The list below helps you understand whether you are, indeed, being bullied. It can also help you spot the many ways in which workplace bullying often shows itself. While it is not entirely exhaustive, it does contain most of what we all mean by workplace bullying. And, too, it can assist in your standing up to it.

One thing to keep in mind: bully bossing does not need to be intentional. In fact, many bully bosses are not even vaguely aware of what they do. As they have done it so many times before, without being called out on it, they think it is “normal” managing, which it is not.

This is why it is being said, more and more, “Bully Bossed is the new MeToo Movement.”

WHAT YOU CAN DO: To help make a conclusion about whether you are being bully bossed, and to also help you report it to others, here is a list of 57 signs of bully bossing. Of course, associated issues should be considered, including (a) how often the activity takes place, (b) its intensity, (c) its effects on you, (d) how long it has been taking place, and (e) whether it has continued after you have taken reasonable steps to stop it.

    A. Humiliations
1. Diminishing or discounting your views and opinions
2. Ignoring you or interrupting you in meetings
3. Hurtful comments about your appearance, privately or publicly
4. Assigning you menial duties or his/her personal errands
5. Outbursts of anger, yelling or screaming
6. Clear disrespect of your religion or culture
7. Making you the butt of jokes regarding your age, religion, gender, appearance, etc.
8. Referring to you by a childish version of your name (“Joshie” for Josh)
9. Continually questioning your adequacy, commitment, skills
10. Criticizing you personally, unrelated to your performance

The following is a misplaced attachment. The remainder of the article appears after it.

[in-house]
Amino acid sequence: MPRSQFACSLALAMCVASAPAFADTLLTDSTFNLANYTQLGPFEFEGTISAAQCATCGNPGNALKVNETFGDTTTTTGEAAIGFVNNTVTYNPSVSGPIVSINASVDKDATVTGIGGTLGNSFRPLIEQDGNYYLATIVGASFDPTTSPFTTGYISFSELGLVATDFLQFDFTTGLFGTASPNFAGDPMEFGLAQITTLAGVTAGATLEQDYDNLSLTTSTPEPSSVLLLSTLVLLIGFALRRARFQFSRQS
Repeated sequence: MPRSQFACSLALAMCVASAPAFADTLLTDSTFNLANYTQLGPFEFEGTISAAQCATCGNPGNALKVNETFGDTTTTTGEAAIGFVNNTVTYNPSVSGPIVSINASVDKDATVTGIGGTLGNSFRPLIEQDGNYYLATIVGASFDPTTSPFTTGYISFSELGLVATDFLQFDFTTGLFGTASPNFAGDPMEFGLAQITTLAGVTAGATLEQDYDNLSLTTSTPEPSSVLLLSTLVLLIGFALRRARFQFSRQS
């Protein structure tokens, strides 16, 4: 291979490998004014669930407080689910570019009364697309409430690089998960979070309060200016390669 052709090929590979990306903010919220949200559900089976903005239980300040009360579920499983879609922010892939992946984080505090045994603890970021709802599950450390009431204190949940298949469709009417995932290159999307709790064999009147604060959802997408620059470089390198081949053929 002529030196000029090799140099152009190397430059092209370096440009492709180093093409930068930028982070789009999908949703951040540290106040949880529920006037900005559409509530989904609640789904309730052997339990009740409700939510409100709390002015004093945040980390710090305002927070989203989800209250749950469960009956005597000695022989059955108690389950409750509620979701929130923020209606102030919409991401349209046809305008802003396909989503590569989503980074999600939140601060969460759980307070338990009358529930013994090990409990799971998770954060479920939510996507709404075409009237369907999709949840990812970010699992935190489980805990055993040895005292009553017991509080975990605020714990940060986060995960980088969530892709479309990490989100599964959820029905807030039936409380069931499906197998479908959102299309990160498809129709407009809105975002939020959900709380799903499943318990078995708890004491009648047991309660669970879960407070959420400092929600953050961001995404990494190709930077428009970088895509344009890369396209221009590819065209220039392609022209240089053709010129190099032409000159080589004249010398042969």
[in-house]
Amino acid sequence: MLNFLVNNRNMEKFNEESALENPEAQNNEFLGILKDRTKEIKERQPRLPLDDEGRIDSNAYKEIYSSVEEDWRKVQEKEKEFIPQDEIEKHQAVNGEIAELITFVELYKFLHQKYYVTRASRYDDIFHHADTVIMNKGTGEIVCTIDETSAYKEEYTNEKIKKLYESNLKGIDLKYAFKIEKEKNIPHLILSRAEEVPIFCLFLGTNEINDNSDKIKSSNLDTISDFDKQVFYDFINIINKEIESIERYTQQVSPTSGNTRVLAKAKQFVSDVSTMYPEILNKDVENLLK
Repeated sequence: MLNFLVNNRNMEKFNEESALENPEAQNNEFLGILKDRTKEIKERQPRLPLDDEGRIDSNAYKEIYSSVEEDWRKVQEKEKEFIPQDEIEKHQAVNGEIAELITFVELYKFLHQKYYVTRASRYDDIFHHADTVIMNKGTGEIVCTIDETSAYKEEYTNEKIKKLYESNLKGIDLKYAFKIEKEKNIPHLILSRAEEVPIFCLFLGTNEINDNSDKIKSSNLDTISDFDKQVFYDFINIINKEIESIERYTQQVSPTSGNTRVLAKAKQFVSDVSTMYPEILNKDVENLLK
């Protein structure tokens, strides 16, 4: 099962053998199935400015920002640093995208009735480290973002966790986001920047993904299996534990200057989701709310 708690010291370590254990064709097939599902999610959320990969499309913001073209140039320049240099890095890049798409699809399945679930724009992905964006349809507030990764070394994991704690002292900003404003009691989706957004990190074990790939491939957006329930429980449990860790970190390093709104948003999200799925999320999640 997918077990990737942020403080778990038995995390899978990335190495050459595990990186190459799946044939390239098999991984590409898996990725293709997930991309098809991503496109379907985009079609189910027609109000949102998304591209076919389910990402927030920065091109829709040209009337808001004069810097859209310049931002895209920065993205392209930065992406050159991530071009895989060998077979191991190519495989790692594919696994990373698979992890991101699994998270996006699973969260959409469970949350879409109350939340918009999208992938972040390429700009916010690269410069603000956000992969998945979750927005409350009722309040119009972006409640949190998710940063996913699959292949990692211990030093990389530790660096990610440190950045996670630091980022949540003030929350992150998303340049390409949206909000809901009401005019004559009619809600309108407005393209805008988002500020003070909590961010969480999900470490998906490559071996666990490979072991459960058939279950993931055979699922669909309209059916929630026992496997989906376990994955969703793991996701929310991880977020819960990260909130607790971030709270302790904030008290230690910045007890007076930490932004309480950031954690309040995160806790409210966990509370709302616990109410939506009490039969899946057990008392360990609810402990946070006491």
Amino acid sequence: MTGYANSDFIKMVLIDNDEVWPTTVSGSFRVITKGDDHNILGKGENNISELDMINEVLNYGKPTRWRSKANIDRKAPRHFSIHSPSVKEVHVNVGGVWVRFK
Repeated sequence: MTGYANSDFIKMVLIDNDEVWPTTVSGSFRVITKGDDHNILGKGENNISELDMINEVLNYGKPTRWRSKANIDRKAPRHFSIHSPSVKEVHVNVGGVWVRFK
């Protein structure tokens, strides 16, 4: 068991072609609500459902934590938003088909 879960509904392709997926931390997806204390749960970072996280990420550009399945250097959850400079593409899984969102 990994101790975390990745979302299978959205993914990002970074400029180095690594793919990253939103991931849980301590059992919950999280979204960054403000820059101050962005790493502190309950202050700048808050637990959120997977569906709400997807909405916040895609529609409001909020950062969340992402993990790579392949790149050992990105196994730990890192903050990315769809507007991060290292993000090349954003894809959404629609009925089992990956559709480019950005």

11. Insisting you be available to him/her seven days, 24 hours
12. Spying, snooping, invasion of your privacy

 

To STAND UP FOR YOURSELF, we offer Model COMPLAINT OF BULLY BOSS TO CEO AND HR, you can adapt and use. Shows you “What to Say, and How to Say It.” To get your copy, just [click here.] Delivered to your printer in minutes.

    B. Work Sabotage
13. Assigning you more assignments and projects than you have time for
14. Assigning you deadlines that no one could meet
15. Withholding resources necessary to do your work
16. Denying needed information or access to it
17. Denying or delaying necessary permissions or consents
18. Intentionally ambiguous instructions
19. Scheduling meetings without advance notice, agenda and/or reason
20. Denying you training/instruction opportunities approved for others
21. Interfering with mail, email and other necessary communications

 

If you are Suffering from a Bully Boss, we offer Model ANONYMOUS BULLY BOSS COMPLAINT to Your Employer, for your adaptation. Shows you “What to Say, and How to Say It.” To get your copy, just [click here.] Delivered to your printer in minutes.

    C. Management Dishonesty
22. False under-evaluations of your performance
23. False or petty claims of misconduct